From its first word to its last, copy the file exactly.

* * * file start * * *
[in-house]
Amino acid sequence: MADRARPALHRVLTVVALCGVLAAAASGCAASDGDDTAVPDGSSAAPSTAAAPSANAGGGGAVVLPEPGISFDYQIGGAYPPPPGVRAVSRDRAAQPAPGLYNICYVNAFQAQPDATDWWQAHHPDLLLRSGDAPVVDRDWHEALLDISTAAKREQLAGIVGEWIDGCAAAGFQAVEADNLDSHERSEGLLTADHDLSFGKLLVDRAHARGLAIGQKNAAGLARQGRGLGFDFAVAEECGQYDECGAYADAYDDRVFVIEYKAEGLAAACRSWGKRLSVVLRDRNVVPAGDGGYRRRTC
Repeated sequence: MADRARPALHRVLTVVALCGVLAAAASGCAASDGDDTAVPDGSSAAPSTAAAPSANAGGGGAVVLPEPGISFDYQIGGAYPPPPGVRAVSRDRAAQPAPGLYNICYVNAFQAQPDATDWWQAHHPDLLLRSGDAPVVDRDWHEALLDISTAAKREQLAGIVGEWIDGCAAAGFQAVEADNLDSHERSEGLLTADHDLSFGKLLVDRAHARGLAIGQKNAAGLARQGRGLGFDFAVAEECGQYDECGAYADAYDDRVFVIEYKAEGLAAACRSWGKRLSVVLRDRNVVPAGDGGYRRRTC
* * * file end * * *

[in-house]
Amino acid sequence: MADRARPALHRVLTVVALCGVLAAAASGCAASDGDDTAVPDGSSAAPSTAAAPSANAGGGGAVVLPEPGISFDYQIGGAYPPPPGVRAVSRDRAAQPAPGLYNICYVNAFQAQPDATDWWQAHHPDLLLRSGDAPVVDRDWHEALLDISTAAKREQLAGIVGEWIDGCAAAGFQAVEADNLDSHERSEGLLTADHDLSFGKLLVDRAHARGLAIGQKNAAGLARQGRGLGFDFAVAEECGQYDECGAYADAYDDRVFVIEYKAEGLAAACRSWGKRLSVVLRDRNVVPAGDGGYRRRTC
Repeated sequence: MADRARPALHRVLTVVALCGVLAAAASGCAASDGDDTAVPDGSSAAPSTAAAPSANAGGGGAVVLPEPGISFDYQIGGAYPPPPGVRAVSRDRAAQPAPGLYNICYVNAFQAQPDATDWWQAHHPDLLLRSGDAPVVDRDWHEALLDISTAAKREQLAGIVGEWIDGCAAAGFQAVEADNLDSHERSEGLLTADHDLSFGKLLVDRAHARGLAIGQKNAAGLARQGRGLGFDFAVAEECGQYDECGAYADAYDDRVFVIEYKAEGLAAACRSWGKRLSVVLRDRNVVPAGDGGYRRRTC